VANDERBILT U. (US) — Four small organs—the size of grains of rice—located at the back of the throat glow with a natural fluorescence in the near infrared region of the spectrum.
This unique fluorescent signature of the parathyroid glands was discovered by a team of biomedical engineers and endocrine surgeons at Vanderbilt University, who have used it as the basis of a simple and reliable optical detector that can positively identify the parathyroid glands during endocrine surgery.
Their findings are reported in this month’s issue of the Journal of Biomedical Optics.
Damage to these tiny organs can have life-long effects on health because they produce a hormone that controls critical calcium concentrations in bones, intestines, and kidneys.
However, the parathyroid glands are very difficult to identify with the naked eye. Not only are they small, but their location also varies widely from person to person and it takes a microscope to reliably tell the difference between parathyroid tissue and the thyroid and lymph tissue that surrounds it.
In 2004, more than 80,000 endocrine surgeries were performed in the United States and this number is projected to grow to more than 100,000 by 2020. Today, when a surgeon cuts into a patient’s neck to remove a diseased thyroid, somewhere between 8 to 19 percent of the time the patient’s parathyroid glands are also damaged or removed.
“We have discovered that the parathyroid glands are two to 10 times more fluorescent in the near infrared than any other tissues found in the neck,” says study leader Anita Mahadevan-Jansen, professor of biomedical engineering. “We have taken measurements with more than 50 patients now and we have found this effect 100 percent of the time, even when the tissue is diseased. That is amazing. You almost never get 100 percent results in biological studies.”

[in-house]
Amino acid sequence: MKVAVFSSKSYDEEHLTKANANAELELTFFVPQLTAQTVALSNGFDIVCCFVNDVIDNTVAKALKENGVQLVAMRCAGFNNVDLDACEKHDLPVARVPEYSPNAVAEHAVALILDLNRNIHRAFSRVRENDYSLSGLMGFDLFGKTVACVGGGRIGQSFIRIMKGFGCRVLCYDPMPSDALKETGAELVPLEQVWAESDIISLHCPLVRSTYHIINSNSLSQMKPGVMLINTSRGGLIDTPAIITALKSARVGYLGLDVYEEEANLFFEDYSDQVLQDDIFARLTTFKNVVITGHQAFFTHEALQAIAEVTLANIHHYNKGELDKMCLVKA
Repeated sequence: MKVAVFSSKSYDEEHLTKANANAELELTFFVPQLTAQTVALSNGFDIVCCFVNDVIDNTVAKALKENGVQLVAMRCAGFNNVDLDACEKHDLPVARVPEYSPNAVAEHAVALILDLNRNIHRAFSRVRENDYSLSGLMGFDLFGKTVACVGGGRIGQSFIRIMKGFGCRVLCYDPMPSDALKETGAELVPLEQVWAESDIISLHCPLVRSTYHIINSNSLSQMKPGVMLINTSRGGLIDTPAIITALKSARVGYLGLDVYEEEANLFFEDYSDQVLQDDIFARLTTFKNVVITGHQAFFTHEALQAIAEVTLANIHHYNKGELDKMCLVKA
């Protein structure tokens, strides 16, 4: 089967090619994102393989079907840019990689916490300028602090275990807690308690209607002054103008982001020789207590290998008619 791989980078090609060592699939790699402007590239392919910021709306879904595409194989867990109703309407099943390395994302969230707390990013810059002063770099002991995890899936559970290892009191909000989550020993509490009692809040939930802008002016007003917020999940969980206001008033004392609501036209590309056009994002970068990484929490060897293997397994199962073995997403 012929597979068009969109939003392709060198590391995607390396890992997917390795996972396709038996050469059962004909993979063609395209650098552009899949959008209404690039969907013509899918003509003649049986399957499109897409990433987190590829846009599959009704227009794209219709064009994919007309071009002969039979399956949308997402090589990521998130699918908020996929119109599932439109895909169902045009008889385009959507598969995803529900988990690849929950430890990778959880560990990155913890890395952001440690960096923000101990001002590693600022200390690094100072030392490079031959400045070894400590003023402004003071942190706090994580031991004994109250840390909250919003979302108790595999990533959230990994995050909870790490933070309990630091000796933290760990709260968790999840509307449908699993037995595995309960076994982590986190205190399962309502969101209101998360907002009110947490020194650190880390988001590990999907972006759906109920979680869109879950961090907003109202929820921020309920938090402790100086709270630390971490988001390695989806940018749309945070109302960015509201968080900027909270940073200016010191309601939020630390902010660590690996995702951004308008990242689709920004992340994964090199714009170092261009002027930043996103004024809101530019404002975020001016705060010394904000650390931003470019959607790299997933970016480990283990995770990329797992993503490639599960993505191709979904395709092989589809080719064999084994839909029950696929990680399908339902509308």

The fluorescence is so strong that it doesn’t take expensive or sophisticated instruments to detect. The researchers have assembled a detector from off-the-shelf hardware. It consists of a low-powered infrared laser connected to an optical fiber probe.
As the fiber connected to the laser illuminates the tissue with invisible near infrared light, other fibers in the probe are connected to a detector that measures the strength of the fluorescence that the laser excites. The university has applied for an international patent that covers this application.
“I was certainly impressed with how accurate this method seems to be,” says John Phay , an endocrine surgeon at the Ohio State University Medical Center , who collaborated in the study when he was at Vanderbilt. “The ability to detect the parathyroids would be a big help: The major problem in parathyroid surgery is finding them and it is very hard to avoid them in thyroid cancer surgery when you need to clear out lymph nodes.”
According to the surgeon, the system will be the most useful with the planned addition of a camera that displays the fluorescence of all the tissues in the throat on a single display.
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